A postcard of Oktoberfest that I watercolored for one of my friends in the United States.
Another postcard of Oktoberfest that I watercolored for one of my friends in the United States.
A postcard that I watercolored of Neuschwanstein Castle for my friend Kelly in the United States who got me my “Where’s Waldo?” outfit.

Oktoberfest in Munich, Germany

Today we went to Oktoberfest in Munich! It was wonderful.

The Marienplatz (St. Mary, Our Lady’s Square) is a central square in the city center of Munich, Germany. It has been the city’s main square since 1158. This is a view of the city hall.
View of the Neues Rathaus and Frauenkirche looking west.
View of the Mariensäule, a Marian column located on the Marienplatz in Munich, Germany. Mary is revered here as Patrona Bavariae (Protector of Bavaria). The column is topped by a golden statue of the Virgin Mary standing on a crescent moon as the Queen of Heaven, created in 1590. The Mariensäule in Munich was the first column of this type built north of the Alps and inspired erecting other Marian columns in this part of Europe.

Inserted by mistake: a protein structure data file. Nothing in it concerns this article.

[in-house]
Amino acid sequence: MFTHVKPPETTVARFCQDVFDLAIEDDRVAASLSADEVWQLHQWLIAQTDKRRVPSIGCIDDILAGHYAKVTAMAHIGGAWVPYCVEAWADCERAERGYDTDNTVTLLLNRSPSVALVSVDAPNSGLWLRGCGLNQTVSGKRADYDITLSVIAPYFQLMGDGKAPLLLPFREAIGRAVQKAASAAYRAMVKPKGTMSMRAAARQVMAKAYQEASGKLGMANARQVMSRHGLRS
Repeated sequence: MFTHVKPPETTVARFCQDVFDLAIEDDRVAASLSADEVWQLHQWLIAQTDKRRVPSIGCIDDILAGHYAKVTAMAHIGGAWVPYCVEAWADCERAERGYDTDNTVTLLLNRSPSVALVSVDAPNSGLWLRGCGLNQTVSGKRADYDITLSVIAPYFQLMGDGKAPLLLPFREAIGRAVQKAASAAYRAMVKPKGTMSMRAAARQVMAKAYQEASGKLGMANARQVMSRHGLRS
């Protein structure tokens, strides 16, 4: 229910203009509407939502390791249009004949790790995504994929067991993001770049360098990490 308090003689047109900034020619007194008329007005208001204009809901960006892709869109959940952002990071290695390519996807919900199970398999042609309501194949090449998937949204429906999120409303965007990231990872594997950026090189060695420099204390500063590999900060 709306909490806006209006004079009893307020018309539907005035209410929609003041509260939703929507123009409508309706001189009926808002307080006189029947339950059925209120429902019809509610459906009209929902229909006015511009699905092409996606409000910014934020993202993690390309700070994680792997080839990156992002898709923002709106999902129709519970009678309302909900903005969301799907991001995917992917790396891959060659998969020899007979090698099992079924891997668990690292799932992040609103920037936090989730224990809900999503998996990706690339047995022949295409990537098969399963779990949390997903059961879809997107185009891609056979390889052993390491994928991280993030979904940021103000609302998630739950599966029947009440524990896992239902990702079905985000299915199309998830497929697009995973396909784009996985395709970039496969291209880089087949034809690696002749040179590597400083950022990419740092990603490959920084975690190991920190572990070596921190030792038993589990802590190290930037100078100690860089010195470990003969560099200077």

The entrance to Oktoberfest, the world’s largest beer festival, which begins in Munich, Germany, on September 22. A celebration of Bavarian folk traditions, the event is attended yearly by more than 6.2 million tourists from around the world.
There are about 80 rides on the Oktoberfest run by carny families, most of who have been working for the Oktoberfest since the beginning of the 20th century.
Celebrating Oktoberfest with gingerbread hearts. These whimsical hearts are known as “Lebkuchenherz” (German for “gingerbread heart”). A gingerbread heart is a customary accessory for women who wear traditional dirndl dresses to Oktoberfest.